2014: A Year for Pension Reform

Pension reform promises to be on the forefront of the legislative agenda in the new year, and for good reason.

PSERS and SERS, the state’s two pension systems for public school and state employees, owe a combined $47 billion in unfunded liabilities.  Not only have pension costs driven a downgrade on Pennsylvania’s bond rating, but they siphon taxes away from other budget priorities.

The consequences of doing nothing are significant: Within four years, state and school district pension contribution increases will cost taxpayers an additional $900 per household per year.  

So, what’s the solution to the pension crisis?

According to the American Legislative Exchange Council’s “Keeping the Promise: State Solutions for Government Pension Reform,” the political nature of the current defined-benefit (DB) plans creates a “fiscal time bomb” as legislators increase benefits without the ability to make annual payments. Former Utah State Senator Dan Liljenquist outlines several legislative options and recommends switching to a defined-contribution plan (DC) to make future obligations affordable, predictable, and sustainable.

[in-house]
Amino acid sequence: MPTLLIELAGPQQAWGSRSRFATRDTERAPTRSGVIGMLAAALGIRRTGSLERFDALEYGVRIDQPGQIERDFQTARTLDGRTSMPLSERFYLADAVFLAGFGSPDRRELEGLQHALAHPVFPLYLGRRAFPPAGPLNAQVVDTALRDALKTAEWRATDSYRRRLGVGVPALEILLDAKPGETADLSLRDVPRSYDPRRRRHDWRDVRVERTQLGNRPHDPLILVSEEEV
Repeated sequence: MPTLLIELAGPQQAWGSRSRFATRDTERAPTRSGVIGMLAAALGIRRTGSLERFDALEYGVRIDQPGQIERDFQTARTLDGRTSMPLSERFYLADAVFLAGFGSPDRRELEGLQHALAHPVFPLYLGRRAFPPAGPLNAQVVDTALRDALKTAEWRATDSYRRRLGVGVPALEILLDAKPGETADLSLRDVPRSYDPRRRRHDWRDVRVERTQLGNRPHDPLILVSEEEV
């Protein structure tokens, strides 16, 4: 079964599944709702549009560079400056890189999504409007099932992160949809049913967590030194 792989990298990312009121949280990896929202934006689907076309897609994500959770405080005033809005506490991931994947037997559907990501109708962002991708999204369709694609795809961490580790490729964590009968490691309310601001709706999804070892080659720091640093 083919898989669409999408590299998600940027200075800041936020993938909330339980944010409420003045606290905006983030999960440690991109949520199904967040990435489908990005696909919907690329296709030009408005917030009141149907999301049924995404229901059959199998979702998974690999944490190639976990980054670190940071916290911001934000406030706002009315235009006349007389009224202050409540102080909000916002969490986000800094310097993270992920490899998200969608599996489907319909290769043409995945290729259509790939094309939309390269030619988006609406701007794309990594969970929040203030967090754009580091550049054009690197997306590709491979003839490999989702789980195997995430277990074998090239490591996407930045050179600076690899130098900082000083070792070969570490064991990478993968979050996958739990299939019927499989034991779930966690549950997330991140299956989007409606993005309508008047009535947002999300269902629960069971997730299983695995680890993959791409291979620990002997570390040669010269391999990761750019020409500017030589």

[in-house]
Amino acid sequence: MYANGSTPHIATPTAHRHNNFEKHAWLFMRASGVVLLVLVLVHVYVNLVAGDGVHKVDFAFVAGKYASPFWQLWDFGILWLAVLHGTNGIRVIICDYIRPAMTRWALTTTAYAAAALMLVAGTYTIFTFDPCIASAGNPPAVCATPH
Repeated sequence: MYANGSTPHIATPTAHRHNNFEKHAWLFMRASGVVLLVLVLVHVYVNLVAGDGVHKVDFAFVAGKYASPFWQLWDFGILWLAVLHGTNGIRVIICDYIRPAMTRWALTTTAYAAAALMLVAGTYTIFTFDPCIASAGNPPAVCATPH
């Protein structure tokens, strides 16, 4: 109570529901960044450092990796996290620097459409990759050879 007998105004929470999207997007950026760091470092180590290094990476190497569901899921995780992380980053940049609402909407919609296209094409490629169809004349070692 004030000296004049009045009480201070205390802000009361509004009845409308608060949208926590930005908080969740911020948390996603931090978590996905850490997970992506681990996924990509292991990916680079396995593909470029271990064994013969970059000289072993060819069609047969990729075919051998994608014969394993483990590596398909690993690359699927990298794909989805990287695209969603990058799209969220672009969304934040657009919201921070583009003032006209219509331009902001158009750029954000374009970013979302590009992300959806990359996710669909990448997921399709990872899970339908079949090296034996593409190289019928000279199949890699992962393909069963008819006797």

But some charge that transitioning to a DC plan will cost the state more money. Luckily, Twenty Myths about Public-Sector Pension Plans, compiled by Richard C. Dreyfuss, a Senior Fellow at the Manhattan Institute and the Commonwealth Foundation, provides some much-needed clarity.  

He writes that the estimated transition costs fall well below the costs of continuing a DB plan—where unreliable contributions, benefit increases, and unrealistic returns promise to magnify the current crisis. Michigan provides a case study for successful reform. Dreyfuss estimates taxpayer savings of $2.2 to $4.2 billion since switching to a DC plan in 1997.   

Now is the time to enact transformative pension reform, keeping in mind the lessons learned from other states. Doing nothing is simply not an option.